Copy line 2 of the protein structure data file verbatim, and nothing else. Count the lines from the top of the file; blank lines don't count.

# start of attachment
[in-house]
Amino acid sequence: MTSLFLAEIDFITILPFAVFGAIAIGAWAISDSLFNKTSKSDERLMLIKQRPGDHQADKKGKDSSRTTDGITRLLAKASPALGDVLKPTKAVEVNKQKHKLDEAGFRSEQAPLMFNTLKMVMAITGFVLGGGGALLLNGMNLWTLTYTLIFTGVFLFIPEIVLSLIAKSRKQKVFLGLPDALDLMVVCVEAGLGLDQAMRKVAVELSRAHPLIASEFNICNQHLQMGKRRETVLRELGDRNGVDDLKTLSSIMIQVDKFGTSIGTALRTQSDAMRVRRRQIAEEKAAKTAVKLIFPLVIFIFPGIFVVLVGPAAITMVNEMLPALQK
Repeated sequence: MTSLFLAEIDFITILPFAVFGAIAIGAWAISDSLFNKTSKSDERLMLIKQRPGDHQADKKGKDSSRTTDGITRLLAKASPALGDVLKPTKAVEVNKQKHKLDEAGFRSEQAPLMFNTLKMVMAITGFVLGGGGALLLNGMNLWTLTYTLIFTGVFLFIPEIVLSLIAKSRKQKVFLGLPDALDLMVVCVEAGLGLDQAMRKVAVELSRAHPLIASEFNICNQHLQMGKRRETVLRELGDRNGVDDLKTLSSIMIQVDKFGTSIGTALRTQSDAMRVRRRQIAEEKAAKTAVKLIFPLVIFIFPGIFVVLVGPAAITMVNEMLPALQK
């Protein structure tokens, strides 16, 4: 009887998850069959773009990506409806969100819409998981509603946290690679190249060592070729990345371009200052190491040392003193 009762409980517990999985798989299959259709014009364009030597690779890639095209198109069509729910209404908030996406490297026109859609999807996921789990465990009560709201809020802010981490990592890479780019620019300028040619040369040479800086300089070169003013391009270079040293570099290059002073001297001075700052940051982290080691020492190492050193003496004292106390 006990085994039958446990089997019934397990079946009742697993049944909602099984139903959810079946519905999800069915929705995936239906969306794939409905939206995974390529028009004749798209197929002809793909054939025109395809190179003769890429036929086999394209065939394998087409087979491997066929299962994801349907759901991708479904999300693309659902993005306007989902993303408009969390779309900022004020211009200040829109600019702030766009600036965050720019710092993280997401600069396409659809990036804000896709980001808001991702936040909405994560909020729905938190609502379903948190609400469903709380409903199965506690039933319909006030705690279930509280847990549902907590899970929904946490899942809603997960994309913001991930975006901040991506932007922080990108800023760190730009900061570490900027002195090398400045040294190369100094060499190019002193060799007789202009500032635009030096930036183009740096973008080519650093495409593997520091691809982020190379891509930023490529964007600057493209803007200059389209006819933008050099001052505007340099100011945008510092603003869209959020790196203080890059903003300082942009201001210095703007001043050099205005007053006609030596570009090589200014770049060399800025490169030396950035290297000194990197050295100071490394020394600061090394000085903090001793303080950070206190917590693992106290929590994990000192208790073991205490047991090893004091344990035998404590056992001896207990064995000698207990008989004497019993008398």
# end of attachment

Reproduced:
Amino acid sequence: MTSLFLAEIDFITILPFAVFGAIAIGAWAISDSLFNKTSKSDERLMLIKQRPGDHQADKKGKDSSRTTDGITRLLAKASPALGDVLKPTKAVEVNKQKHKLDEAGFRSEQAPLMFNTLKMVMAITGFVLGGGGALLLNGMNLWTLTYTLIFTGVFLFIPEIVLSLIAKSRKQKVFLGLPDALDLMVVCVEAGLGLDQAMRKVAVELSRAHPLIASEFNICNQHLQMGKRRETVLRELGDRNGVDDLKTLSSIMIQVDKFGTSIGTALRTQSDAMRVRRRQIAEEKAAKTAVKLIFPLVIFIFPGIFVVLVGPAAITMVNEMLPALQK